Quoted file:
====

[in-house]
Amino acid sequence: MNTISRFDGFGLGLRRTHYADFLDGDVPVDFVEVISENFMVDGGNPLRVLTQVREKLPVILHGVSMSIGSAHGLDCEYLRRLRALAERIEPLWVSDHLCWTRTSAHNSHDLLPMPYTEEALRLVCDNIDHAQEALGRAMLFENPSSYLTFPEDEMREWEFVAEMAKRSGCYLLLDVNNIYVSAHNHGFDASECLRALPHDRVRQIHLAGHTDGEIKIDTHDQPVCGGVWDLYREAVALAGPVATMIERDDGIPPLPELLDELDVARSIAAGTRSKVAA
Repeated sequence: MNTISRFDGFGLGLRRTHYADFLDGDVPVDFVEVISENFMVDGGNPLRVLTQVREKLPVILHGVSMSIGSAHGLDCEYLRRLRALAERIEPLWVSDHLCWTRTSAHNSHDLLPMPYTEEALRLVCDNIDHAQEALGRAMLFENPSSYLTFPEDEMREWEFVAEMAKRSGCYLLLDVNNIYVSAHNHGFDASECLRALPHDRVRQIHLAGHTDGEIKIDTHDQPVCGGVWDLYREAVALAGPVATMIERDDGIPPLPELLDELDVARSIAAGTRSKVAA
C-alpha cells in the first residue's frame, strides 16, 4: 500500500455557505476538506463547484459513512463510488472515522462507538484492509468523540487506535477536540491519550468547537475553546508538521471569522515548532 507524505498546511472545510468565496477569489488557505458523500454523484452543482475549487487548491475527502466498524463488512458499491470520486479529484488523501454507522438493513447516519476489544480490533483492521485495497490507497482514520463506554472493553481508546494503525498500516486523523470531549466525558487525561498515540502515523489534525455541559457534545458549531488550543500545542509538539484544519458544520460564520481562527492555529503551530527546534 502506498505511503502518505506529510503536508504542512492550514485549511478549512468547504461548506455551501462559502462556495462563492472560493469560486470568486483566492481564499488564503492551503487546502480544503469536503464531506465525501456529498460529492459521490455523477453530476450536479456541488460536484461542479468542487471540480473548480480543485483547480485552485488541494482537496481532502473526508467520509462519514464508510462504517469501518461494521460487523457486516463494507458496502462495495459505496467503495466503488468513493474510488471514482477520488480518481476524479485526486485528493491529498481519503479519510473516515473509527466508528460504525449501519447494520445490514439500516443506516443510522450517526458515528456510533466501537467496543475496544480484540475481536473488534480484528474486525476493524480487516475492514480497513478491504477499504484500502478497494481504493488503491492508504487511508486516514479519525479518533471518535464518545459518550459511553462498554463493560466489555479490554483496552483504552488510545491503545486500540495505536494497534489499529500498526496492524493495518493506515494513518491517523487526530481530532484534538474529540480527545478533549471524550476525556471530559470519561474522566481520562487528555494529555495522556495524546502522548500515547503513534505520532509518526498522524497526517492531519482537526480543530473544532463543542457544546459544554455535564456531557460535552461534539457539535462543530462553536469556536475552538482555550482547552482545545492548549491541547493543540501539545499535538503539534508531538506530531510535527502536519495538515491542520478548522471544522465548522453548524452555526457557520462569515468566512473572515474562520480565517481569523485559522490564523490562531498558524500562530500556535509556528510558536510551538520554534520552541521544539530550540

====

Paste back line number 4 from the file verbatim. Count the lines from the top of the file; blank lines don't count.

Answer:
C-alpha cells in the first residue's frame, strides 16, 4: 500500500455557505476538506463547484459513512463510488472515522462507538484492509468523540487506535477536540491519550468547537475553546508538521471569522515548532 507524505498546511472545510468565496477569489488557505458523500454523484452543482475549487487548491475527502466498524463488512458499491470520486479529484488523501454507522438493513447516519476489544480490533483492521485495497490507497482514520463506554472493553481508546494503525498500516486523523470531549466525558487525561498515540502515523489534525455541559457534545458549531488550543500545542509538539484544519458544520460564520481562527492555529503551530527546534 502506498505511503502518505506529510503536508504542512492550514485549511478549512468547504461548506455551501462559502462556495462563492472560493469560486470568486483566492481564499488564503492551503487546502480544503469536503464531506465525501456529498460529492459521490455523477453530476450536479456541488460536484461542479468542487471540480473548480480543485483547480485552485488541494482537496481532502473526508467520509462519514464508510462504517469501518461494521460487523457486516463494507458496502462495495459505496467503495466503488468513493474510488471514482477520488480518481476524479485526486485528493491529498481519503479519510473516515473509527466508528460504525449501519447494520445490514439500516443506516443510522450517526458515528456510533466501537467496543475496544480484540475481536473488534480484528474486525476493524480487516475492514480497513478491504477499504484500502478497494481504493488503491492508504487511508486516514479519525479518533471518535464518545459518550459511553462498554463493560466489555479490554483496552483504552488510545491503545486500540495505536494497534489499529500498526496492524493495518493506515494513518491517523487526530481530532484534538474529540480527545478533549471524550476525556471530559470519561474522566481520562487528555494529555495522556495524546502522548500515547503513534505520532509518526498522524497526517492531519482537526480543530473544532463543542457544546459544554455535564456531557460535552461534539457539535462543530462553536469556536475552538482555550482547552482545545492548549491541547493543540501539545499535538503539534508531538506530531510535527502536519495538515491542520478548522471544522465548522453548524452555526457557520462569515468566512473572515474562520480565517481569523485559522490564523490562531498558524500562530500556535509556528510558536510551538520554534520552541521544539530550540